Photoshop your opponents' heads onto identical cutouts, and you can clearly become a US Senator. Maybe: Now Braun is going to have to run against incumbent Democrat Joe Donnelly, another red-state Democrat fighting to keep his seat in a state Donald Trump won by a large margin.
Also, Mike Pence's older brother Greg won the R primary for the 6th Congressional District formerly held by Luke Messner, and before that by his little brother Mike. Greg Pence has never run for office before this year, so hooray, another outsider.
In the Democratic primary for governor, Richard Cordray, the former head of the Consumer Financial Protection Bureau, whomped former congressman and presidential candidate Dennis Kucinich, former progressive darling who's become Trump-curious and a shill for Bashar al Assad. (NOT A GREAT LOOK, KUC.) Cordray will face Mike DeWine, the current state Attorney General. With loads of national Democratic support, Cordray may be the best hope Democrats have had of taking the Ohio governorship in years.
On the US Senate side, incumbent Democrat Sherrod Brown will be going up against US Rep Jim Renacci, who won the R primary with less than 50 percent of the vote even though he had Donald Trump's endorsement and ran against relative unknowns. Renacci, after all, is a Washington Insider, and Republicans aren't voting for those this year.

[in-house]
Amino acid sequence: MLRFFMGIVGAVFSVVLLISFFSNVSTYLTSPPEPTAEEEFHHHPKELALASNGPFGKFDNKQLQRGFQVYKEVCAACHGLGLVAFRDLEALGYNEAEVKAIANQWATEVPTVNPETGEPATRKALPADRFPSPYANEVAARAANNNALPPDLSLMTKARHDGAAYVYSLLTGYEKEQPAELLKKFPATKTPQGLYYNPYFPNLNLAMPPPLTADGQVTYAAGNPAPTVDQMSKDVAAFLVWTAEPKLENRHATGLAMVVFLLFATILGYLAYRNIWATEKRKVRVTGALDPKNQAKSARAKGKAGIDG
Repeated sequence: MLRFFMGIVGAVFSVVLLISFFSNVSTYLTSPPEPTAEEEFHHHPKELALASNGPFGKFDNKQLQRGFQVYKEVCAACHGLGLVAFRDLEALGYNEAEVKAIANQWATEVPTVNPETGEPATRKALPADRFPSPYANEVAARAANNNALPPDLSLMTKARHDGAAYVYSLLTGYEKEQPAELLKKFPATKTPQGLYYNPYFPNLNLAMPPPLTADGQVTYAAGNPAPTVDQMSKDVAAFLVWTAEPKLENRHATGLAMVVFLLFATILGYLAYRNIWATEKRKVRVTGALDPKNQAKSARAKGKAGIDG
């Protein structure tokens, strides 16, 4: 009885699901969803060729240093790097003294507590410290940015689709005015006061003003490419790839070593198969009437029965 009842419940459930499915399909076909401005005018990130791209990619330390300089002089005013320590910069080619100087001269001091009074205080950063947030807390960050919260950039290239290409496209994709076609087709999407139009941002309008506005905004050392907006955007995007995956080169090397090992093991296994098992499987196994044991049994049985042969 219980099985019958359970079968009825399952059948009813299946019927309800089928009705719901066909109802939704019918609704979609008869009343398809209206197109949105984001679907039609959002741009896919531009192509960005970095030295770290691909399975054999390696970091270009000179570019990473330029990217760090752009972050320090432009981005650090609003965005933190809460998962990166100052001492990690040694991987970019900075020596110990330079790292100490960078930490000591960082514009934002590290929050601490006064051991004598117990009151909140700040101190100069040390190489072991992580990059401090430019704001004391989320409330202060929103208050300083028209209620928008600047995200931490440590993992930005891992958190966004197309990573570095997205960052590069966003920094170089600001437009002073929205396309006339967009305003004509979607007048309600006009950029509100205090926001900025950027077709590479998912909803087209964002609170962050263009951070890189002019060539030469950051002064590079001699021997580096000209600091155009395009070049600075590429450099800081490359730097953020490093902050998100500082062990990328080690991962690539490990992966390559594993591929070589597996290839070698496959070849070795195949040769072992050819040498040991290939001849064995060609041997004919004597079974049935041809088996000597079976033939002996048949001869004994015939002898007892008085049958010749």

Yet another win for a Washington outsider in the only primary to actually toss out an incumbent yesterday. IN NC's 9th Congressional District, US Rep Robert Pittenger was defeated by Mark Harris, a pastor who out-conservatived Pittenger in a rematch of their 2016 race. Harris is a real piece of work: In 2012, he was one of the leaders of the state's drive to preserve its constitutional amendment banning marriage equality, which was of course later overturned by the Supreme Court, but he's still sore about it. He also labeled Pittenger, a fairly typical North Carolina Republican, a "liberal." Vox notes that state Democrats are actually pretty optimistic about their chances of flipping the district this year, and are running "Dan McCready, a Marine Corps veteran and solar energy entrepreneur who has been compared to Pennsylvania’s Conor Lamb." That would be nice!
In other primary news, The New York Times points out it was a pretty good night for Democratic women, yay:
Nineteen open House Democratic primaries had at least one female candidate, and a woman won more than 80 percent of them.
Some of the seats are safely controlled by Republicans and will not be competitive this fall. But the success of candidates like Liz Watson in Indiana and Kathy Manning in North Carolina, and of female Democrats across the four states that voted on Tuesday, illustrates how much women are driving the opposition to President Trump.
There are more women who are Democratic House candidates this year than ever, and the first primaries of 2018, beginning with Texas and Illinois in March, have demonstrated that they are not just running — they are also winning nominations.
So there's a thing to feel good about! Also, we won't have to hear anything about Don Blankenship for a while, at least until Donald Trump appoints him to run OSHA.